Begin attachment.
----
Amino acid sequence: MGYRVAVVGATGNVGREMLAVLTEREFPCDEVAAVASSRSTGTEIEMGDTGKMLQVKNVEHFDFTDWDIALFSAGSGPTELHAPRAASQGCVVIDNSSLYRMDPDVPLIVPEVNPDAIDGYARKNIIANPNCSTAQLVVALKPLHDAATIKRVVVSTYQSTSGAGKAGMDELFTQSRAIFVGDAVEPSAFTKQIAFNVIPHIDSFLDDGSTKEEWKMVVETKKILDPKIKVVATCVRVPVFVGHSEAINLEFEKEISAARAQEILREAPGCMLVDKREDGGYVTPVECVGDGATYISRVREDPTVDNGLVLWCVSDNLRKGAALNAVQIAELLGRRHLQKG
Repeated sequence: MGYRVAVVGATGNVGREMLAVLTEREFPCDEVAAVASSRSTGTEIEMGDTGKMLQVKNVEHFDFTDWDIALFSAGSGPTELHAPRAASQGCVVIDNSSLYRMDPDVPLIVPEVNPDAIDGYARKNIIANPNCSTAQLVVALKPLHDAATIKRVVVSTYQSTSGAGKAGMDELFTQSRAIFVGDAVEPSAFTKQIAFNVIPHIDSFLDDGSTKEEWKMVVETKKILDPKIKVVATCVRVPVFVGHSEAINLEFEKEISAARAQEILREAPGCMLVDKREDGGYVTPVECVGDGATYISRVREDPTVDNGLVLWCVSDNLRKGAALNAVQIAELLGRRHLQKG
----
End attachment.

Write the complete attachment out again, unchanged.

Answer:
Amino acid sequence: MGYRVAVVGATGNVGREMLAVLTEREFPCDEVAAVASSRSTGTEIEMGDTGKMLQVKNVEHFDFTDWDIALFSAGSGPTELHAPRAASQGCVVIDNSSLYRMDPDVPLIVPEVNPDAIDGYARKNIIANPNCSTAQLVVALKPLHDAATIKRVVVSTYQSTSGAGKAGMDELFTQSRAIFVGDAVEPSAFTKQIAFNVIPHIDSFLDDGSTKEEWKMVVETKKILDPKIKVVATCVRVPVFVGHSEAINLEFEKEISAARAQEILREAPGCMLVDKREDGGYVTPVECVGDGATYISRVREDPTVDNGLVLWCVSDNLRKGAALNAVQIAELLGRRHLQKG
Repeated sequence: MGYRVAVVGATGNVGREMLAVLTEREFPCDEVAAVASSRSTGTEIEMGDTGKMLQVKNVEHFDFTDWDIALFSAGSGPTELHAPRAASQGCVVIDNSSLYRMDPDVPLIVPEVNPDAIDGYARKNIIANPNCSTAQLVVALKPLHDAATIKRVVVSTYQSTSGAGKAGMDELFTQSRAIFVGDAVEPSAFTKQIAFNVIPHIDSFLDDGSTKEEWKMVVETKKILDPKIKVVATCVRVPVFVGHSEAINLEFEKEISAARAQEILREAPGCMLVDKREDGGYVTPVECVGDGATYISRVREDPTVDNGLVLWCVSDNLRKGAALNAVQIAELLGRRHLQKG